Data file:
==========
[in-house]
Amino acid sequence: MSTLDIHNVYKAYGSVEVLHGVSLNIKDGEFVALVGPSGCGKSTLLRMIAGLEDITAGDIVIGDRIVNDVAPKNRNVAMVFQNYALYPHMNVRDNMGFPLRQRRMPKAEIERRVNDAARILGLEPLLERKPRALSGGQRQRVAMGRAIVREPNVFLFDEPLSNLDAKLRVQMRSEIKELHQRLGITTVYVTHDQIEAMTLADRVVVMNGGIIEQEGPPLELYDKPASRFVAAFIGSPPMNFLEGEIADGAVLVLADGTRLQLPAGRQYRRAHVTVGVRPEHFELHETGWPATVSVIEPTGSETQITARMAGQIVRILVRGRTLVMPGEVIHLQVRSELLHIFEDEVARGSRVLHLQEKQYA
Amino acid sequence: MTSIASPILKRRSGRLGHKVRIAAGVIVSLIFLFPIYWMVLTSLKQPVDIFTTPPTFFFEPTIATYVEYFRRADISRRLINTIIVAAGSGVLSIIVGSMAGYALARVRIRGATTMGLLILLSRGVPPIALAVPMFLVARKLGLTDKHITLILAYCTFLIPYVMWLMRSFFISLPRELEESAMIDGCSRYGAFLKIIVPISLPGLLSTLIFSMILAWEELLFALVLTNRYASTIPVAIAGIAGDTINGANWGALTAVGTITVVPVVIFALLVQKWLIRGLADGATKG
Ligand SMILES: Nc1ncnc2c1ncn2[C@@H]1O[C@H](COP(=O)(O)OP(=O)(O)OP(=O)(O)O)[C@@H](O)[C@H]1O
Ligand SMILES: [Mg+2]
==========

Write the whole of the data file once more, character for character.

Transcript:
[in-house]
Amino acid sequence: MSTLDIHNVYKAYGSVEVLHGVSLNIKDGEFVALVGPSGCGKSTLLRMIAGLEDITAGDIVIGDRIVNDVAPKNRNVAMVFQNYALYPHMNVRDNMGFPLRQRRMPKAEIERRVNDAARILGLEPLLERKPRALSGGQRQRVAMGRAIVREPNVFLFDEPLSNLDAKLRVQMRSEIKELHQRLGITTVYVTHDQIEAMTLADRVVVMNGGIIEQEGPPLELYDKPASRFVAAFIGSPPMNFLEGEIADGAVLVLADGTRLQLPAGRQYRRAHVTVGVRPEHFELHETGWPATVSVIEPTGSETQITARMAGQIVRILVRGRTLVMPGEVIHLQVRSELLHIFEDEVARGSRVLHLQEKQYA
Amino acid sequence: MTSIASPILKRRSGRLGHKVRIAAGVIVSLIFLFPIYWMVLTSLKQPVDIFTTPPTFFFEPTIATYVEYFRRADISRRLINTIIVAAGSGVLSIIVGSMAGYALARVRIRGATTMGLLILLSRGVPPIALAVPMFLVARKLGLTDKHITLILAYCTFLIPYVMWLMRSFFISLPRELEESAMIDGCSRYGAFLKIIVPISLPGLLSTLIFSMILAWEELLFALVLTNRYASTIPVAIAGIAGDTINGANWGALTAVGTITVVPVVIFALLVQKWLIRGLADGATKG
Ligand SMILES: Nc1ncnc2c1ncn2[C@@H]1O[C@H](COP(=O)(O)OP(=O)(O)OP(=O)(O)O)[C@@H](O)[C@H]1O
Ligand SMILES: [Mg+2]